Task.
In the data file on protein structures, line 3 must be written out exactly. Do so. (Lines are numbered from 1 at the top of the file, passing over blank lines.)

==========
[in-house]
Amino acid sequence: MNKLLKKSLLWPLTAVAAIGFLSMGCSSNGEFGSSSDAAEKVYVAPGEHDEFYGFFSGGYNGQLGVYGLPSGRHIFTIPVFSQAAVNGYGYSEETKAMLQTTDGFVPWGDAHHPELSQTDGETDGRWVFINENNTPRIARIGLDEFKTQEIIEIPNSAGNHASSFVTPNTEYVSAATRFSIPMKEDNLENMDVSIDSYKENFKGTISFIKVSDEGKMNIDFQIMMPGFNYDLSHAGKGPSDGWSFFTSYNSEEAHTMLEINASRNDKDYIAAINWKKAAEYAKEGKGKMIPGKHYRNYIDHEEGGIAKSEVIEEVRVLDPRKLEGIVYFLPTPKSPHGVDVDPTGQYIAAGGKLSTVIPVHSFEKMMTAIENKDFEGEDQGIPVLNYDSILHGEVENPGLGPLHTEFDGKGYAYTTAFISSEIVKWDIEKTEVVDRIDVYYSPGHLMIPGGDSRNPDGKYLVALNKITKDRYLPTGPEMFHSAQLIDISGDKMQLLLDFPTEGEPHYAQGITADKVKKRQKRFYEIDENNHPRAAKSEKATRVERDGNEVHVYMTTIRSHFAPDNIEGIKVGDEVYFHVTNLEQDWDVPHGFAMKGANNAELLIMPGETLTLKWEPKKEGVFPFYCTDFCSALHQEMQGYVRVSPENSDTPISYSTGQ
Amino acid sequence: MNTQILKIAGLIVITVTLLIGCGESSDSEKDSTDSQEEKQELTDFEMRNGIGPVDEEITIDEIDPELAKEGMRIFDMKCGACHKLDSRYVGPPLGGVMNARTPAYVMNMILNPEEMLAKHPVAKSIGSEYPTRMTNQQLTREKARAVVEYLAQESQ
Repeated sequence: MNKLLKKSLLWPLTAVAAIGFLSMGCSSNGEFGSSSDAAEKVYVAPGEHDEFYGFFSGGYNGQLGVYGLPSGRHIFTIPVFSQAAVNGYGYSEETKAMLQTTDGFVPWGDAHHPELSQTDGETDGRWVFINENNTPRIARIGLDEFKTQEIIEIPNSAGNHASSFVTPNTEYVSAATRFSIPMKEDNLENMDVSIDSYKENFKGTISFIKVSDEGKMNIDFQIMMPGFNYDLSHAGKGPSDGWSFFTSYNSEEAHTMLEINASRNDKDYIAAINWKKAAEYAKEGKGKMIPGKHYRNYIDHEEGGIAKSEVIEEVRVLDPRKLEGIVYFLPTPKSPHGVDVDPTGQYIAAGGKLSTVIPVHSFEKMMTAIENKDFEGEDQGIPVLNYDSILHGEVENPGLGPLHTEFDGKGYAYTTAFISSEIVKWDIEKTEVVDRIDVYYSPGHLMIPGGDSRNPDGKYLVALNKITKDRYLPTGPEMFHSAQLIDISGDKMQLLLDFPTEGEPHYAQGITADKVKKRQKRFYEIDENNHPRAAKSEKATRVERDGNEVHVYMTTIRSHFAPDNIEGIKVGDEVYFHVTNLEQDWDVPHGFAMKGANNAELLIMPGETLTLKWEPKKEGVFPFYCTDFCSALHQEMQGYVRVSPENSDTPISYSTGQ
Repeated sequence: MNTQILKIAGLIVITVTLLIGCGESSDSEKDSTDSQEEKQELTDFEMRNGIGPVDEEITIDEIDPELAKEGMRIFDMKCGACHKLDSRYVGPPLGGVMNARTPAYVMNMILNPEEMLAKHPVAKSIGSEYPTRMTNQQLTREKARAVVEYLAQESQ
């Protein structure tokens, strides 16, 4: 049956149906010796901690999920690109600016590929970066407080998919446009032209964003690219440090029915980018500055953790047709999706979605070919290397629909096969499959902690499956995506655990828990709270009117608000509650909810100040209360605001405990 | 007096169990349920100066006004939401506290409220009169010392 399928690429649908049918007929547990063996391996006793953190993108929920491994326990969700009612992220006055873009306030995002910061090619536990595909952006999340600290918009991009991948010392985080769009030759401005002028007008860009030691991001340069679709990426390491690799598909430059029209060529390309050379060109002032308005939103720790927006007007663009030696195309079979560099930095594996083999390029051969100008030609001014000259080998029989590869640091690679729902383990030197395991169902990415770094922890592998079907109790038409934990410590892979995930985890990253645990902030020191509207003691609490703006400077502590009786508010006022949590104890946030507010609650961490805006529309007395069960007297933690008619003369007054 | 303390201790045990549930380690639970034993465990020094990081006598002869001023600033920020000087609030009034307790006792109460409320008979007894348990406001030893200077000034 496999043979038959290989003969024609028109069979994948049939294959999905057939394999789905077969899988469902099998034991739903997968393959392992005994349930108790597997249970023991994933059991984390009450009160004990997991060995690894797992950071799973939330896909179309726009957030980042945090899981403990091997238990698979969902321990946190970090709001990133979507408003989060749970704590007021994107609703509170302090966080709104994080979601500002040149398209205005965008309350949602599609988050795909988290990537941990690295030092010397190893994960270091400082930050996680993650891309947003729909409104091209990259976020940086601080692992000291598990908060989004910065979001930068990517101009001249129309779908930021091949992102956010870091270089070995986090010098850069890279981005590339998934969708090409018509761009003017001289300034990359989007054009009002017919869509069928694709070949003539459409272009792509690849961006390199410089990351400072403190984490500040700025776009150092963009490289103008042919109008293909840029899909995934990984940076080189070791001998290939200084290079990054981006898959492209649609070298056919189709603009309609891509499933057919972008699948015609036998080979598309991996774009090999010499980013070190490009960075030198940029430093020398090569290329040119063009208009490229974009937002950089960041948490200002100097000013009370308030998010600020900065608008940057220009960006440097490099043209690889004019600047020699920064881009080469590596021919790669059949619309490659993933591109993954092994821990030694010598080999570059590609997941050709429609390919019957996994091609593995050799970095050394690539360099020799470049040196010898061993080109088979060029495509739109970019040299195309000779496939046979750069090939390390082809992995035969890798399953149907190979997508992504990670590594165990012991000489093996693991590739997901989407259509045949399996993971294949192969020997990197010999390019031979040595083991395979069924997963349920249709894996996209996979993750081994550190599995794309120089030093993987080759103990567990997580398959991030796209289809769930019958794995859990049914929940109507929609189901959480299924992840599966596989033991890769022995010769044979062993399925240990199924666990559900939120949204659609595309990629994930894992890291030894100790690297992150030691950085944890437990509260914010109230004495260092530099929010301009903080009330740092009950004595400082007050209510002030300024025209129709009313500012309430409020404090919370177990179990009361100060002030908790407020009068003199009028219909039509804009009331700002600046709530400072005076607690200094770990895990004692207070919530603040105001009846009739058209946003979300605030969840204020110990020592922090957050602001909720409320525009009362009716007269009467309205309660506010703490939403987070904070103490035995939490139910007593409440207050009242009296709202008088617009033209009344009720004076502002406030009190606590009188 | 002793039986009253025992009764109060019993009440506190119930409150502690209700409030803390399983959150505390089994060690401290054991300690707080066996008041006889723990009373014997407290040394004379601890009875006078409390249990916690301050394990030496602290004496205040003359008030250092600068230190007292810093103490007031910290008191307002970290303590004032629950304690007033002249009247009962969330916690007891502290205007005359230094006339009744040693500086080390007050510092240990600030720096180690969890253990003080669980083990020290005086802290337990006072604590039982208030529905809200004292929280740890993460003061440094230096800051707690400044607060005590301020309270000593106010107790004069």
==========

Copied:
Amino acid sequence: MNTQILKIAGLIVITVTLLIGCGESSDSEKDSTDSQEEKQELTDFEMRNGIGPVDEEITIDEIDPELAKEGMRIFDMKCGACHKLDSRYVGPPLGGVMNARTPAYVMNMILNPEEMLAKHPVAKSIGSEYPTRMTNQQLTREKARAVVEYLAQESQ